We placed these Challenge Cards on the table during boat building for adults to refer to.
Participation Lite - Providing an Easy Entre for Adults
Many adults are not used to actively participating, even in "family" programs, so they may be uncomfortable at first. In order to keep it safe, especially for adults who are not used to participating in programs alongside their kids, start out easy. Instill an immediate culture of engagement and make everyone feel safe with an easy entre into engagement and content:
- Ask a straightforward question (opinion questions work well or a question about a family experience).
- Have everyone do an easy task (lift a cannonball to feel the weight).
- Let everyone explore an object (pass something around but give it to the adults first).
- Build up content from familiar and comfortable to new and maybe a bit intimating.
We call this Participation-Lite, an easy way into the type of hands-on, minds-on, interactive program we have in store for the family.
Identifying Caregiver Behaviors - Getting to Know the Adults in the Family
By studying families, the Boston Children's Museum and Chicago Children's Museum discovered that most adult caregivers can be categorized into one of seven types based on observable behaviors during activities with their children. Each behavior type looks different and has its own value or benefit to the family and the child.
Identifying a caregiver's behavior type can help facilitators understand the adult's unstated goals for the experience and allow the facilitator to introduce or make visible the benefits of a certain interaction to the caregiver.
This chart, excerpted from "Learning Together: Museum Staff Training Curriculum," includes the characteristics of each behavior and its benefit. "Learning Together" also includes tools for conducting your own observations of caregiver behavior. 
Excerpted from Learning Together: Museum Staff Training Curriculum, 89.
Mallary I. Swartz and Kevin Crowley conducted a similar study at the Children's Museum of Pittsburgh. They found 5 categories of "teaching beliefs" that adult caregivers fall under:
- Explanations everywhere
- Focus on fun
- Individual discovery
- Back to basics
- Learning together
Excerpted from Swatz, Mallary I. and Crowley, Kevin. "Parent Beliefs about Teaching and Learning in a Children’s Museum." Visitor Studies Today. Summer 2004, VII:II [p. 1-16].
Interactions between families and staff members involved an ongoing process of role and goal negotiation, with staff members working to establish themselves as meaningful participants in family interactions and attempting to influence the nature and goals of those interactions."
Scott A. Pattison and Lynn D. Dierking, “Exploring Staff Facilitation That Supports Family Learning," 72.
We know that families come in all shapes and sizes with various goals and interests. As family program facilitators, it is our job to engage all the family members in our activities. In order to do so successfully, facilitators must negotiate their role with the goals and existing roles of each family's adults. Scott Pattison and Lynn Dierking explored the nature of these role negotiations at the Oregon Museum of Science and Industry. Here's some of what they found and the implications for facilitators:
Excerpted from Pattison, Scott A., and Lynn D. Dierking. “Exploring Staff Facilitation That Supports Family Learning.” Journal of Museum Education 37.3 (2012): 73.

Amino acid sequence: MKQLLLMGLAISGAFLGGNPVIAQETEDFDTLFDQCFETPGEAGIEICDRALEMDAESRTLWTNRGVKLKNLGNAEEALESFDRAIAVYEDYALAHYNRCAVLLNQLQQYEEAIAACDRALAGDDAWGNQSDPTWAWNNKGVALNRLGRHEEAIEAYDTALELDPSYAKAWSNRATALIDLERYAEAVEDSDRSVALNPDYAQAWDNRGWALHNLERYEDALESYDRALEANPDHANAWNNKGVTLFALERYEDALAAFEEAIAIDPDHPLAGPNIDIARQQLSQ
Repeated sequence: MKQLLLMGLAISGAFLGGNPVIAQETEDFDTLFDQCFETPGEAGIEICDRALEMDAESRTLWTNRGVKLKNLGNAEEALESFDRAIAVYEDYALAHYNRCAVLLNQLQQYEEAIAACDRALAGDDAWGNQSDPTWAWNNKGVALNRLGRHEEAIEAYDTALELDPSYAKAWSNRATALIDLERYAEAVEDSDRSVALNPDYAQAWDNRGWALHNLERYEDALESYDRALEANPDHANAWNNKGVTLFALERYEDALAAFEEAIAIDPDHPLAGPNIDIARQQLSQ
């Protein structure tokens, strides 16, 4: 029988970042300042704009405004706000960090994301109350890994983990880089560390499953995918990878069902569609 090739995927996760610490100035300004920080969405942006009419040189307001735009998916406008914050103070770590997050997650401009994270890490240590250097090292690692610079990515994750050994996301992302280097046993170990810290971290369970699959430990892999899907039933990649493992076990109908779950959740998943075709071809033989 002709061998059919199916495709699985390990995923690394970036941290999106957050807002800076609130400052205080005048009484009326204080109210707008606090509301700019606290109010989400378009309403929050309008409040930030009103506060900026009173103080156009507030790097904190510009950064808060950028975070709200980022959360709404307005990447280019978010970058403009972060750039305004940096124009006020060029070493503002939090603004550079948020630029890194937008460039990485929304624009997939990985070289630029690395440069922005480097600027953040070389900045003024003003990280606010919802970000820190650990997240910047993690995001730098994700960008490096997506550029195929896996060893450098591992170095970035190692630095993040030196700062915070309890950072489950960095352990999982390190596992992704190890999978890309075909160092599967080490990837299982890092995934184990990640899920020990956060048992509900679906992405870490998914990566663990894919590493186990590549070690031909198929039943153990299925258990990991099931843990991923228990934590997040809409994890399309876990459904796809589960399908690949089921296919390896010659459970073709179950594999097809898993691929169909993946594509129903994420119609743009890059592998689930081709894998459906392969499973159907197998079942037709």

What does this mean for facilitators?
"Front-line museum educators should adopt facilitation approaches that recognize and support the unique role that adults play in family learning in museums. These approaches should leverage the deep understanding parents and caregivers often have of their families’ knowledge, interests, and prior learning experiences, as well as adult family members’ natural inclination to facilitate successful learning experiences for their families." 
Read more specific descriptions and examples in their articles:
Pattison, Scott A., and Lynn D. Dierking. “Exploring Staff Facilitation That Supports Family Learning.” Journal of Museum Education 37.3 (2012): 69-80.
Pattison, Scott A., and Lynn D. Dierking. “Staff-Mediated Learning in Museums: A Social Interaction Perspective.” Visitor Studies 16.2 (2013): 117-43.
1. See also Adams, Marianna. “Barriers to Family Engagement in Museums.” Art Museum Teaching. Web. 22 July 2014. Adams provides examples of museums that have successfully achieved family engagement, and offers practical advice for museum educators who facilitate intergenerational family programs to combat some common challenges.
2. "Kids in Museums Manifesto." Web. 15 March 2016.
3. Porter, Tim, and Tsivia Cohen. "Learning Together: Families in Museums." Boston Children’s Museum and Chicago Children’s Museum, 2012: 78-80. Staff training curriculum was designed for other museums to train their front-line staff to successfully facilitate family experiences that engage both children and adults.
5. Pattison, Scott A., and Lynn D. Dierking. “Exploring Staff Facilitation That Supports Family Learning.” Journal of Museum Education 37.3 (2012): 69-80: 77. This article focuses on the important role that adult family members play in unstructured interactions with museum staff and offers some tips for front-line staff who facilitate family programs.
Kids in Museums
The UK's "Kids in Museums Manifesto," a list of practical and actionable tools to help historic and cultural sites engage families, includes the following in its list of 20 points:
-Be positive and do away with the word ‘No’. Tell visitors what they can do at the door, don’t pin up a list of things they can’t.
-Don’t say ssshhhush! If kids are being noisy, ask yourself ‘Why?’ Is it because they’re excited? Great! Then capture that excitement. Is it because they’re bored? Then give them something meaningful to do.
-Say ‘Please touch!’ as often as you can. Everyone finds real objects awesome. Direct kids to things that can be handled, teach respect and explain why others can’t.
-Give a hand to grown-ups as well as children. Sometimes it isn’t the kids who are shy – parents need your support too. Produce guides, trails and activities so everyone can join in."